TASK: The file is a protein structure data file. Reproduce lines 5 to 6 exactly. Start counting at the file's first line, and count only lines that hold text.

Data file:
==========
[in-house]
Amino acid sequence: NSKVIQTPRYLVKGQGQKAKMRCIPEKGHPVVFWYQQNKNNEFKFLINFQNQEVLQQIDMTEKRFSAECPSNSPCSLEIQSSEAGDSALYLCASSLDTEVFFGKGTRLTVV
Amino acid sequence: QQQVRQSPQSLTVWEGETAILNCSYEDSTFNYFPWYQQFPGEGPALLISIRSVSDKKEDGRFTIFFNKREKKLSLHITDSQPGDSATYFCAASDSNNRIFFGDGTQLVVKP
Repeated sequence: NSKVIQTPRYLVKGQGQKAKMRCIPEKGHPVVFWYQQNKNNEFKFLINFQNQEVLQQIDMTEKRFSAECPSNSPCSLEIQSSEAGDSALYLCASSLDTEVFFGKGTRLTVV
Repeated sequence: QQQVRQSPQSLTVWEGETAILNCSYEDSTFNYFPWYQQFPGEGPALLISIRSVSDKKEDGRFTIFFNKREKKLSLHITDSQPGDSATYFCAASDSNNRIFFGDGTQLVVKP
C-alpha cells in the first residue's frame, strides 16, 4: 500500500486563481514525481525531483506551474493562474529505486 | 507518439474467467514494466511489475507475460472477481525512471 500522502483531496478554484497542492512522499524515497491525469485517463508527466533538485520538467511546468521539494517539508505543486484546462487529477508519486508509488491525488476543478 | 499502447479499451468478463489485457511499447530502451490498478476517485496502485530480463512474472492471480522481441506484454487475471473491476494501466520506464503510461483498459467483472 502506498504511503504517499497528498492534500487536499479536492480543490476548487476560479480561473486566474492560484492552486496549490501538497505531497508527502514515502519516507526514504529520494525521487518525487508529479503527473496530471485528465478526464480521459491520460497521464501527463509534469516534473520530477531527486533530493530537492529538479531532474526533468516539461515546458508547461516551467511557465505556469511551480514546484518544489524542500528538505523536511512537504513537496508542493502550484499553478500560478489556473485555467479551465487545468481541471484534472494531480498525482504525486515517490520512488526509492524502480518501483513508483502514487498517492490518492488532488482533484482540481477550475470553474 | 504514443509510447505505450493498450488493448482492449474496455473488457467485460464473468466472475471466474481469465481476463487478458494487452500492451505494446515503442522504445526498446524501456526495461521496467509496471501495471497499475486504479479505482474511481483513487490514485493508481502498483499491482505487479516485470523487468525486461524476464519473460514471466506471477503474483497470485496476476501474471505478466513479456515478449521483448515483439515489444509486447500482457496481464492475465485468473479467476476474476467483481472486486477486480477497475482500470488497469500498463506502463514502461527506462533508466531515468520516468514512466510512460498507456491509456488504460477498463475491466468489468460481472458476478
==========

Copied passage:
Repeated sequence: QQQVRQSPQSLTVWEGETAILNCSYEDSTFNYFPWYQQFPGEGPALLISIRSVSDKKEDGRFTIFFNKREKKLSLHITDSQPGDSATYFCAASDSNNRIFFGDGTQLVVKP
C-alpha cells in the first residue's frame, strides 16, 4: 500500500486563481514525481525531483506551474493562474529505486 | 507518439474467467514494466511489475507475460472477481525512471 500522502483531496478554484497542492512522499524515497491525469485517463508527466533538485520538467511546468521539494517539508505543486484546462487529477508519486508509488491525488476543478 | 499502447479499451468478463489485457511499447530502451490498478476517485496502485530480463512474472492471480522481441506484454487475471473491476494501466520506464503510461483498459467483472 502506498504511503504517499497528498492534500487536499479536492480543490476548487476560479480561473486566474492560484492552486496549490501538497505531497508527502514515502519516507526514504529520494525521487518525487508529479503527473496530471485528465478526464480521459491520460497521464501527463509534469516534473520530477531527486533530493530537492529538479531532474526533468516539461515546458508547461516551467511557465505556469511551480514546484518544489524542500528538505523536511512537504513537496508542493502550484499553478500560478489556473485555467479551465487545468481541471484534472494531480498525482504525486515517490520512488526509492524502480518501483513508483502514487498517492490518492488532488482533484482540481477550475470553474 | 504514443509510447505505450493498450488493448482492449474496455473488457467485460464473468466472475471466474481469465481476463487478458494487452500492451505494446515503442522504445526498446524501456526495461521496467509496471501495471497499475486504479479505482474511481483513487490514485493508481502498483499491482505487479516485470523487468525486461524476464519473460514471466506471477503474483497470485496476476501474471505478466513479456515478449521483448515483439515489444509486447500482457496481464492475465485468473479467476476474476467483481472486486477486480477497475482500470488497469500498463506502463514502461527506462533508466531515468520516468514512466510512460498507456491509456488504460477498463475491466468489468460481472458476478